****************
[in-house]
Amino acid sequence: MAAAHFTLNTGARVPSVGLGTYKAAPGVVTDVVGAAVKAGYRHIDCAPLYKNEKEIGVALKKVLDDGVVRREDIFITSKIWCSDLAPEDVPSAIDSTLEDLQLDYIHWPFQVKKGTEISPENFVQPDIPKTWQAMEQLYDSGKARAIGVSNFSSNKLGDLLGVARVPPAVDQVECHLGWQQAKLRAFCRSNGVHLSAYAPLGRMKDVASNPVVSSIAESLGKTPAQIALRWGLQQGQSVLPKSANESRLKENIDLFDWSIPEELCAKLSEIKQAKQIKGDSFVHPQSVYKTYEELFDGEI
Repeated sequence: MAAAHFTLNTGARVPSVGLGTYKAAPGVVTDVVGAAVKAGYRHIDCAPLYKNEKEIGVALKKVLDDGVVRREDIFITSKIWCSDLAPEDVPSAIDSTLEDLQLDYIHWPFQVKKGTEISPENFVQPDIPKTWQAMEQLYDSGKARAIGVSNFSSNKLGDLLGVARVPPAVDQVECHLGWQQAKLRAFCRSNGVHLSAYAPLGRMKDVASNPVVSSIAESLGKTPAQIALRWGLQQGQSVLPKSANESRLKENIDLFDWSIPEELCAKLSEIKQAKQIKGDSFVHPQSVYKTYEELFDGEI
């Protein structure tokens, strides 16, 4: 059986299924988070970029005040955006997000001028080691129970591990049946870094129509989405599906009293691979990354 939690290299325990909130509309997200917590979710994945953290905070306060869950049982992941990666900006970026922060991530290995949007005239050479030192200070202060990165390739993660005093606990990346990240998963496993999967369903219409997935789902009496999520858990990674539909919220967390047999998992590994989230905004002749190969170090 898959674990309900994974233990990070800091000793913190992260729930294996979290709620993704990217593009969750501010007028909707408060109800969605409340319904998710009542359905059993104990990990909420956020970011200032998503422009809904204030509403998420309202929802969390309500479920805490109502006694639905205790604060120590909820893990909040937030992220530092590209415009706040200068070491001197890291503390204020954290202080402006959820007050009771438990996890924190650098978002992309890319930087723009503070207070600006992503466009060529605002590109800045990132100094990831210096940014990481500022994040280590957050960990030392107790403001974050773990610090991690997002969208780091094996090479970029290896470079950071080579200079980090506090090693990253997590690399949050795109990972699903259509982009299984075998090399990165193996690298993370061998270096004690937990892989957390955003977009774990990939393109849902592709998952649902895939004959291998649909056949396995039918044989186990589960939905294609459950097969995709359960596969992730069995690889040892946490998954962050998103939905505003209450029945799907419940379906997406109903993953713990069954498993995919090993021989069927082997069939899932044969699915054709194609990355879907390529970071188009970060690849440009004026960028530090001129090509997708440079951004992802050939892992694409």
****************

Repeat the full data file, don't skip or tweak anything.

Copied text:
[in-house]
Amino acid sequence: MAAAHFTLNTGARVPSVGLGTYKAAPGVVTDVVGAAVKAGYRHIDCAPLYKNEKEIGVALKKVLDDGVVRREDIFITSKIWCSDLAPEDVPSAIDSTLEDLQLDYIHWPFQVKKGTEISPENFVQPDIPKTWQAMEQLYDSGKARAIGVSNFSSNKLGDLLGVARVPPAVDQVECHLGWQQAKLRAFCRSNGVHLSAYAPLGRMKDVASNPVVSSIAESLGKTPAQIALRWGLQQGQSVLPKSANESRLKENIDLFDWSIPEELCAKLSEIKQAKQIKGDSFVHPQSVYKTYEELFDGEI
Repeated sequence: MAAAHFTLNTGARVPSVGLGTYKAAPGVVTDVVGAAVKAGYRHIDCAPLYKNEKEIGVALKKVLDDGVVRREDIFITSKIWCSDLAPEDVPSAIDSTLEDLQLDYIHWPFQVKKGTEISPENFVQPDIPKTWQAMEQLYDSGKARAIGVSNFSSNKLGDLLGVARVPPAVDQVECHLGWQQAKLRAFCRSNGVHLSAYAPLGRMKDVASNPVVSSIAESLGKTPAQIALRWGLQQGQSVLPKSANESRLKENIDLFDWSIPEELCAKLSEIKQAKQIKGDSFVHPQSVYKTYEELFDGEI
């Protein structure tokens, strides 16, 4: 059986299924988070970029005040955006997000001028080691129970591990049946870094129509989405599906009293691979990354 939690290299325990909130509309997200917590979710994945953290905070306060869950049982992941990666900006970026922060991530290995949007005239050479030192200070202060990165390739993660005093606990990346990240998963496993999967369903219409997935789902009496999520858990990674539909919220967390047999998992590994989230905004002749190969170090 898959674990309900994974233990990070800091000793913190992260729930294996979290709620993704990217593009969750501010007028909707408060109800969605409340319904998710009542359905059993104990990990909420956020970011200032998503422009809904204030509403998420309202929802969390309500479920805490109502006694639905205790604060120590909820893990909040937030992220530092590209415009706040200068070491001197890291503390204020954290202080402006959820007050009771438990996890924190650098978002992309890319930087723009503070207070600006992503466009060529605002590109800045990132100094990831210096940014990481500022994040280590957050960990030392107790403001974050773990610090991690997002969208780091094996090479970029290896470079950071080579200079980090506090090693990253997590690399949050795109990972699903259509982009299984075998090399990165193996690298993370061998270096004690937990892989957390955003977009774990990939393109849902592709998952649902895939004959291998649909056949396995039918044989186990589960939905294609459950097969995709359960596969992730069995690889040892946490998954962050998103939905505003209450029945799907419940379906997406109903993953713990069954498993995919090993021989069927082997069939899932044969699915054709194609990355879907390529970071188009970060690849440009004026960028530090001129090509997708440079951004992802050939892992694409």